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Mitigation Techniques Save a Bungalow in the Meadow

OCEAN COUNTY, NJ – As Hurricane Sandy moved across the Atlantic Ocean in late October 2012, coastal New Jersey residents prepared for the storm’s impact by moving their cars and boarding up windows and doors. Many residents expected to quickly return to their homes and begin preparing to celebrate the upcoming holiday season. Sam Juliano and his neighbors in West Creek, New Jersey did not expect the five foot surge the storm brought that ravaged his community. Since he and his wife rebuilt their home nearly three years ago to the new building standards, they escaped the storm’s wrath with minor damage and cleanup unlike the majority of the residents on their street.

 

“Our neighbors have been here for 30 years and Sandy was the worst they’ve seen,” Juliano said. “They’ve never had water in their houses before now.”

 

Juliano and his wife always dreamed of having a home on the shore so in 1998, they purchased their home for $80,000, a mile and a half from Manahawkin Bay. Their one story home was an 850 square foot house built in the 1920s and sat about three feet off the ground. They always had ideas of rebuilding what they considered their "bungalow in the meadow", especially since Cedar Run Creek runs directly behind it. In November 2009, they obtained permits in order to begin construction.

 

Working directly with the building officials throughout the process, they were able to have a home built that would later have the design codes and standards tested by Sandy. Their home is supported by piles driven into the ground and is elevated to the Base Flood Elevation (BFE) plus an additional foot of freeboard.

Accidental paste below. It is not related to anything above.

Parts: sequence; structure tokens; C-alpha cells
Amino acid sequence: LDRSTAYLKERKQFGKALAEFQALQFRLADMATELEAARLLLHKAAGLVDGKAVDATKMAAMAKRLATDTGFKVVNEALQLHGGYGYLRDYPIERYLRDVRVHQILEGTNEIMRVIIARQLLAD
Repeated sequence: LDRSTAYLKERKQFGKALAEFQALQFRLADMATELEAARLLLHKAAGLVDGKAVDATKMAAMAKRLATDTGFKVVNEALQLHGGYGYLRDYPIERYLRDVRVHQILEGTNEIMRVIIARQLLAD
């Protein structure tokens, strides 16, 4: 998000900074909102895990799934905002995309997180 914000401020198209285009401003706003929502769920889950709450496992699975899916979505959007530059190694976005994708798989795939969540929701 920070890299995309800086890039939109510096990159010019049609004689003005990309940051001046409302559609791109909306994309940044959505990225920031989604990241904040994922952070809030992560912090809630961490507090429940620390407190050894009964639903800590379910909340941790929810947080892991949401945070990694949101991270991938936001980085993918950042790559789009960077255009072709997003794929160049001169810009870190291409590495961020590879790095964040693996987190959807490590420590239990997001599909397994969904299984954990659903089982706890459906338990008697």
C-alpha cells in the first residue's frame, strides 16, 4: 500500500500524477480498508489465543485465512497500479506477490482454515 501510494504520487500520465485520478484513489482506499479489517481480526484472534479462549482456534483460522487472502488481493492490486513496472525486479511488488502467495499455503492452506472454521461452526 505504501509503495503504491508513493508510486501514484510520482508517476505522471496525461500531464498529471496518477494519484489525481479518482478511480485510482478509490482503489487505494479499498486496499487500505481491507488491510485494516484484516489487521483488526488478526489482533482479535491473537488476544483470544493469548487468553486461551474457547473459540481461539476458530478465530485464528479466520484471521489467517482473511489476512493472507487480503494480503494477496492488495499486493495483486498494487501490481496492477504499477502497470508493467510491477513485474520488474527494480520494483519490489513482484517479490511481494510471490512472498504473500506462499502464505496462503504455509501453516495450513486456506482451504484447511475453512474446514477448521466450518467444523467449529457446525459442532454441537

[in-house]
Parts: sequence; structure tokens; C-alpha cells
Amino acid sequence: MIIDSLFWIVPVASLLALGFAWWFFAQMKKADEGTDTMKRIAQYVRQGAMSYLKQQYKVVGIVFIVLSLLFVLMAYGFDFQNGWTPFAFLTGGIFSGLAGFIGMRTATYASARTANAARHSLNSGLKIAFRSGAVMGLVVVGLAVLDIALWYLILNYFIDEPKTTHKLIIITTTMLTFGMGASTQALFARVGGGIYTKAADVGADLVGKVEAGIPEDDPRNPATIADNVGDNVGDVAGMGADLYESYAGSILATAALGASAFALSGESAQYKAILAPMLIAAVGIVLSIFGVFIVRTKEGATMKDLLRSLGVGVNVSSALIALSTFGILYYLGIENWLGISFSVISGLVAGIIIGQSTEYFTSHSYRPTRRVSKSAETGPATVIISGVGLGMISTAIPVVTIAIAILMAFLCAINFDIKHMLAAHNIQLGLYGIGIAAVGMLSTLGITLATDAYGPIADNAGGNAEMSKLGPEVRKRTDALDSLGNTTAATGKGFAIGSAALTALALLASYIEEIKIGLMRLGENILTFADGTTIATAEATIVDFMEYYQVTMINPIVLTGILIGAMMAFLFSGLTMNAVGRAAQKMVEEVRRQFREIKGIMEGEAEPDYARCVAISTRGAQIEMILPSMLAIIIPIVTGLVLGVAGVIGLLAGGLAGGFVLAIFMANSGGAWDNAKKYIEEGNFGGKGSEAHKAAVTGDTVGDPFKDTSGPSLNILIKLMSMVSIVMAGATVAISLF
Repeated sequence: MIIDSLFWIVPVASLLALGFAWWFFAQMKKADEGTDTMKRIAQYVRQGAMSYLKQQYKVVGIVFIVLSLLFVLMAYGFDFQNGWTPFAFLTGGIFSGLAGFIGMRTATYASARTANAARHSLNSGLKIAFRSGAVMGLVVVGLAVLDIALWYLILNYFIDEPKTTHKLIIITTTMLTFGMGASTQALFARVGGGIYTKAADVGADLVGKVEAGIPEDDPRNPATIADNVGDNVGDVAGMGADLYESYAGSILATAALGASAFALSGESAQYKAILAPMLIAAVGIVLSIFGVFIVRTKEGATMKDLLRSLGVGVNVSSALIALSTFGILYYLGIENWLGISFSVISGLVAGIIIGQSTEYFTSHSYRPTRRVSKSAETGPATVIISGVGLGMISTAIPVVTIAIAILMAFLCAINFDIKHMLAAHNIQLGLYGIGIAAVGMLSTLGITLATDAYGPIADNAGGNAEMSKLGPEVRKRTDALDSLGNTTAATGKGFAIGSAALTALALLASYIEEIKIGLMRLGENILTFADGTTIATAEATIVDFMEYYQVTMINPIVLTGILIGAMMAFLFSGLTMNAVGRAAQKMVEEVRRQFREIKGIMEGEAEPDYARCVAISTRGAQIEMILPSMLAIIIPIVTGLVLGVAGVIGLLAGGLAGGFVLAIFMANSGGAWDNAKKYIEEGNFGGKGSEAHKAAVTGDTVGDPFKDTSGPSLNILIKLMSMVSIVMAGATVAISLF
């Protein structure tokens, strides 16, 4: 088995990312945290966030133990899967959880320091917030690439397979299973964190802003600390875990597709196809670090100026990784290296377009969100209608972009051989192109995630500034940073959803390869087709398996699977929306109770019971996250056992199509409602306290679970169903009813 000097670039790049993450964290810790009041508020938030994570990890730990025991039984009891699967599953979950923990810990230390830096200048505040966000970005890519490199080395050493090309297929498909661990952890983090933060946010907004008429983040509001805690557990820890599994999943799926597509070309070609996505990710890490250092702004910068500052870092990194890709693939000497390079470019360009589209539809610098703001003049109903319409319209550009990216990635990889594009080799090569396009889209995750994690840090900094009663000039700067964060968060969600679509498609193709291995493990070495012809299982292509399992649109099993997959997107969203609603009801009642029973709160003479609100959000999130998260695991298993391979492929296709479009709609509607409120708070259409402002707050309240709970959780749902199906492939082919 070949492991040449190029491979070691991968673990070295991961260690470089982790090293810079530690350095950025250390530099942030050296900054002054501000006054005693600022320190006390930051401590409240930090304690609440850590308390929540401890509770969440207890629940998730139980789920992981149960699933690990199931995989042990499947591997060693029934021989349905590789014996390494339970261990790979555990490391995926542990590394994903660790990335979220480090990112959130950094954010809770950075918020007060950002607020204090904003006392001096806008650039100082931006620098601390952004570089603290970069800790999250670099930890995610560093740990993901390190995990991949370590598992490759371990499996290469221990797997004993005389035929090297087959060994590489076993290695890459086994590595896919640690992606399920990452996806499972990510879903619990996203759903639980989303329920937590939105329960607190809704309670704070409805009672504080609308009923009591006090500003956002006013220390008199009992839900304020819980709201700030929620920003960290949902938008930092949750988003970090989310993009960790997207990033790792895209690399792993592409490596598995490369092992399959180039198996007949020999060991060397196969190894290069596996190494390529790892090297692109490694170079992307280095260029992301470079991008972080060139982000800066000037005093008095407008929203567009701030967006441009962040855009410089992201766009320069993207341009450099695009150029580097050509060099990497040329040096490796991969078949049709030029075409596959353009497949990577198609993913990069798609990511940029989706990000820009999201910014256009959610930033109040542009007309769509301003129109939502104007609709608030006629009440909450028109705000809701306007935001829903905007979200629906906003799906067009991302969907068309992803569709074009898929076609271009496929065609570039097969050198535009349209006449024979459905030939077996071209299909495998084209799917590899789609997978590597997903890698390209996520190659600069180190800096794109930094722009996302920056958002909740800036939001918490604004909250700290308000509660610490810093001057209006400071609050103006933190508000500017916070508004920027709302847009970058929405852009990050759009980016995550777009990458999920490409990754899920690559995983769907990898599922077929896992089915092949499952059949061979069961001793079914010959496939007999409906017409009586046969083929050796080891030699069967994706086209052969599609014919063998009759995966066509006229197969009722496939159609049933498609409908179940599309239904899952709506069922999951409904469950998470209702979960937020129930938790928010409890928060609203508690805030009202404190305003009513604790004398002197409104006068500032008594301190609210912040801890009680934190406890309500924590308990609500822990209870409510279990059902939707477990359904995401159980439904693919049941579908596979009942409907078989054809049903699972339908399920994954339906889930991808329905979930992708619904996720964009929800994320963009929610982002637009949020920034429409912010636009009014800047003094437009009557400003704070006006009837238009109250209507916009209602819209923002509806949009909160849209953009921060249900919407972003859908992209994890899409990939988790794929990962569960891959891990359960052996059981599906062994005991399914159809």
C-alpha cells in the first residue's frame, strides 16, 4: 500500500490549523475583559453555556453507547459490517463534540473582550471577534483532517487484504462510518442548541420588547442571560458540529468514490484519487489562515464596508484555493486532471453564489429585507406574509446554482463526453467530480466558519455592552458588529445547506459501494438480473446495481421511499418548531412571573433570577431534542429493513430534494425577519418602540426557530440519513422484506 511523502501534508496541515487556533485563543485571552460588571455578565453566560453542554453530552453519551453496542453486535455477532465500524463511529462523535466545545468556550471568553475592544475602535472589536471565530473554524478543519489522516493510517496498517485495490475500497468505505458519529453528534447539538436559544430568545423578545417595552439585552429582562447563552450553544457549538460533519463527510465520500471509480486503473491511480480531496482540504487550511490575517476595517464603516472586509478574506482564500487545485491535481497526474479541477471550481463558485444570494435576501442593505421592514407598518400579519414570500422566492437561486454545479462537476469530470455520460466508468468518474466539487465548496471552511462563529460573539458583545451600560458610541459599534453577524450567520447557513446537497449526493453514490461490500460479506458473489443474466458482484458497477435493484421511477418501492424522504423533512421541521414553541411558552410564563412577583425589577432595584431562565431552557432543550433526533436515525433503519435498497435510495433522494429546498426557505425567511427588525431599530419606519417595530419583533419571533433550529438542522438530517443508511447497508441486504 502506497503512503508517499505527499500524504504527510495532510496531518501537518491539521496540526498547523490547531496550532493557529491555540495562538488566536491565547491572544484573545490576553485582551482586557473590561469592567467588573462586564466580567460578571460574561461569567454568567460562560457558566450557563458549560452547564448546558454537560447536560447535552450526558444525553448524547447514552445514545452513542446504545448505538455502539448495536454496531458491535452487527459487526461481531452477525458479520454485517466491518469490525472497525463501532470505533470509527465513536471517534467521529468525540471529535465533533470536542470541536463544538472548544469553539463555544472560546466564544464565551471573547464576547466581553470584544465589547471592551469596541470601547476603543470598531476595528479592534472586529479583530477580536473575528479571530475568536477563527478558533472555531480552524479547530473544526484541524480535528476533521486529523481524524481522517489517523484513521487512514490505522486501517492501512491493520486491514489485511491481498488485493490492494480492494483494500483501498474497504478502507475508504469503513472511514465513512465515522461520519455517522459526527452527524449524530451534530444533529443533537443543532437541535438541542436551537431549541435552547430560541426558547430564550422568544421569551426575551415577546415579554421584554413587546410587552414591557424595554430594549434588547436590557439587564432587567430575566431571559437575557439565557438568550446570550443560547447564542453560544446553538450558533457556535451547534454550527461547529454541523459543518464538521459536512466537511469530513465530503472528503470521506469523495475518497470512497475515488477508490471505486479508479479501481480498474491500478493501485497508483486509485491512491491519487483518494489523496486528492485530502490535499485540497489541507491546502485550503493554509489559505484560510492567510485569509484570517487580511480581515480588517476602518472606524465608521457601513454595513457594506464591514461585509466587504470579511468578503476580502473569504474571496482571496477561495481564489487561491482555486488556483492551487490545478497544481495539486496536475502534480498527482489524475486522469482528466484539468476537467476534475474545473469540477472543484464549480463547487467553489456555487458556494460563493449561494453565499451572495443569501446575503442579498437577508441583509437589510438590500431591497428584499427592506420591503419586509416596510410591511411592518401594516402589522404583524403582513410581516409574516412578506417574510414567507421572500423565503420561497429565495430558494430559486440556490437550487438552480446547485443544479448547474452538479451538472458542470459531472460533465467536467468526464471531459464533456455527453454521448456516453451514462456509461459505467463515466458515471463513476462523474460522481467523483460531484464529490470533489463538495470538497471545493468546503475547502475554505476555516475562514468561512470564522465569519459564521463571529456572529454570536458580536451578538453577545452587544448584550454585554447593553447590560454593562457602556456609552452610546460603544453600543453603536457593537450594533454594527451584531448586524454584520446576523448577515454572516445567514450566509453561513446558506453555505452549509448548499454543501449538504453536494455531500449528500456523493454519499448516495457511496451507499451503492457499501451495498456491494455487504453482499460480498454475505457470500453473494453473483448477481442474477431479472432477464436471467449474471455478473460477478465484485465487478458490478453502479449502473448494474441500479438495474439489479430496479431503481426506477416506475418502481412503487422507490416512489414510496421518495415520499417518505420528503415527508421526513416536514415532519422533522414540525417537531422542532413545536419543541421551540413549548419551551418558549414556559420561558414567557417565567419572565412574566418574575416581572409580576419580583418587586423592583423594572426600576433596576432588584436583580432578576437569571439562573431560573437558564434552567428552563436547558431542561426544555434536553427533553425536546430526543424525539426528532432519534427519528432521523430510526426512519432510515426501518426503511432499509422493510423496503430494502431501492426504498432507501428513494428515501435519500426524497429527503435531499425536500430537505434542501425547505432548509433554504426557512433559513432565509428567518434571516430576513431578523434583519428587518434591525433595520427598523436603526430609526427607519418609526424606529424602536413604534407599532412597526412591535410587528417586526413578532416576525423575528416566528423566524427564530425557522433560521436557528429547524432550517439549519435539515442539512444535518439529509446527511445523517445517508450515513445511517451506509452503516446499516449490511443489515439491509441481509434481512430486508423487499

Used for parking and access, Juliano’s lower level was inundated with waist height flood waters. Since the township required him to build with flood resistant materials below the BFE, he and his wife only had to do minor cleanup after the storm impacted the area. The surge left nearly one eighth of an inch of mud on the floods and marsh grass on the walls.

 

“Building to code, the only thing we had to do for the lower level was clean up—and cleanup was painless,” Juliano said.

 

“Anything (building materials) below BFE had to be able to be submerged underwater for 72 hours without damage—and that’s what we used,” builder Mark Hayek said. “The building officials gave us a [Federal Emergency Management Agency] FEMA technical bulletin to see what materials could be used below the BFE.”

 

In March 2010, a nor’easter brought high levels of water and severe winds to the area. The Julianos were in the process of painting at the time and recall how that storm impacted their area.

 

“When we have a nor’easter, water surrounds the home,” Juliano said. “There were 85 mph winds blowing during the March 2010 nor’easter.” The home escaped the storm unscathed.

 

Since areas below the BFE have limited coverage by flood insurance, these areas should only be used for parking, storage, and access. FEMA recommends building with flood damage resistant materials below the BFE to reduce damage caused by flood waters and make cleanup easier. These materials are considered effective if they can withstand direct contact with flood waters for at least 72 hours without being significantly damaged.

 

The Julianos did lose all the contents they had in their shed and anything they had stored on the ground level was also lost. The surge washed their boat nearly 600 feet into the neighbor’s yard. They have since elevated their shed while they have been replacing the things that were lost.

 

If it weren’t for the newer building codes, the Julianos’ home may have been one of the many on their street that was severely flooded or washed off their foundations. Although it was a daunting process, they are glad they made the decision to rebuild.

 

“Based on what I saw down the street, we sustained the least amount of damage out of everybody and there are nearly 50 homes on this street,” Juliano said. “We’re also the newest construction on the street. I was mad at first but I see now that enforcing higher building standards is extremely worth it!”

 

To find out more information on building regulations, freeboard and Base Flood Elevations, contact your local officials.

 

To find more information on building codes visit: http://www.fema.gov/building-science/building-code-resources

 

To find more information wind-resistant building and other coastal construction design information visit: http://www.fema.gov/residential-coastal-construction and http://www.region2coastal.com.

Last updated Jun 3, 2020